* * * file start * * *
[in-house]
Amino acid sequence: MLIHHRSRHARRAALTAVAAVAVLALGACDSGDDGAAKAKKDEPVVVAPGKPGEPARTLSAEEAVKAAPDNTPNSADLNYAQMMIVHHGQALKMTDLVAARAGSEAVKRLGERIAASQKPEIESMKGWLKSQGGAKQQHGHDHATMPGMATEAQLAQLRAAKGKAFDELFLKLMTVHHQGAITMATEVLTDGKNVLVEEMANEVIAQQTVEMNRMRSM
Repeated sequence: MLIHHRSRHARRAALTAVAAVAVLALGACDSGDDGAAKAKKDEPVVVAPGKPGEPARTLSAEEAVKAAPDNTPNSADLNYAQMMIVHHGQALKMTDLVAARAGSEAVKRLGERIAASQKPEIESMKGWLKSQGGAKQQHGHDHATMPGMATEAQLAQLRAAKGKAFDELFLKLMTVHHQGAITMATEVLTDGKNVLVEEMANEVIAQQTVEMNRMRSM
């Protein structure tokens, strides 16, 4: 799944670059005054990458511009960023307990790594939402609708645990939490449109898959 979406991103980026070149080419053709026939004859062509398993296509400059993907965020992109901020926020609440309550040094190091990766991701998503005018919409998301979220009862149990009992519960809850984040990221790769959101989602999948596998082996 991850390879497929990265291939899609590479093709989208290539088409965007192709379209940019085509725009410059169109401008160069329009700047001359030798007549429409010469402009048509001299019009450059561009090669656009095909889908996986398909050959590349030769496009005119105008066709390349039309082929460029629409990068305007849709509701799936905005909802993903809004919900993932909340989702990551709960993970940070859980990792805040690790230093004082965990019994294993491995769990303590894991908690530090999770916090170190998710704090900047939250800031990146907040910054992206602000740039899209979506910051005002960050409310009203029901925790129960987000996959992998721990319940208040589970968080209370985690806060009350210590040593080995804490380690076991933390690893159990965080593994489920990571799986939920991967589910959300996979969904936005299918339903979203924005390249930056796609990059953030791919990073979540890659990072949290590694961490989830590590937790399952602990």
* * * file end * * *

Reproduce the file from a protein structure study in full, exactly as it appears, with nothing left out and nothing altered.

[in-house]
Amino acid sequence: MLIHHRSRHARRAALTAVAAVAVLALGACDSGDDGAAKAKKDEPVVVAPGKPGEPARTLSAEEAVKAAPDNTPNSADLNYAQMMIVHHGQALKMTDLVAARAGSEAVKRLGERIAASQKPEIESMKGWLKSQGGAKQQHGHDHATMPGMATEAQLAQLRAAKGKAFDELFLKLMTVHHQGAITMATEVLTDGKNVLVEEMANEVIAQQTVEMNRMRSM
Repeated sequence: MLIHHRSRHARRAALTAVAAVAVLALGACDSGDDGAAKAKKDEPVVVAPGKPGEPARTLSAEEAVKAAPDNTPNSADLNYAQMMIVHHGQALKMTDLVAARAGSEAVKRLGERIAASQKPEIESMKGWLKSQGGAKQQHGHDHATMPGMATEAQLAQLRAAKGKAFDELFLKLMTVHHQGAITMATEVLTDGKNVLVEEMANEVIAQQTVEMNRMRSM
């Protein structure tokens, strides 16, 4: 799944670059005054990458511009960023307990790594939402609708645990939490449109898959 979406991103980026070149080419053709026939004859062509398993296509400059993907965020992109901020926020609440309550040094190091990766991701998503005018919409998301979220009862149990009992519960809850984040990221790769959101989602999948596998082996 991850390879497929990265291939899609590479093709989208290539088409965007192709379209940019085509725009410059169109401008160069329009700047001359030798007549429409010469402009048509001299019009450059561009090669656009095909889908996986398909050959590349030769496009005119105008066709390349039309082929460029629409990068305007849709509701799936905005909802993903809004919900993932909340989702990551709960993970940070859980990792805040690790230093004082965990019994294993491995769990303590894991908690530090999770916090170190998710704090900047939250800031990146907040910054992206602000740039899209979506910051005002960050409310009203029901925790129960987000996959992998721990319940208040589970968080209370985690806060009350210590040593080995804490380690076991933390690893159990965080593994489920990571799986939920991967589910959300996979969904936005299918339903979203924005390249930056796609990059953030791919990073979540890659990072949290590694961490989830590590937790399952602990």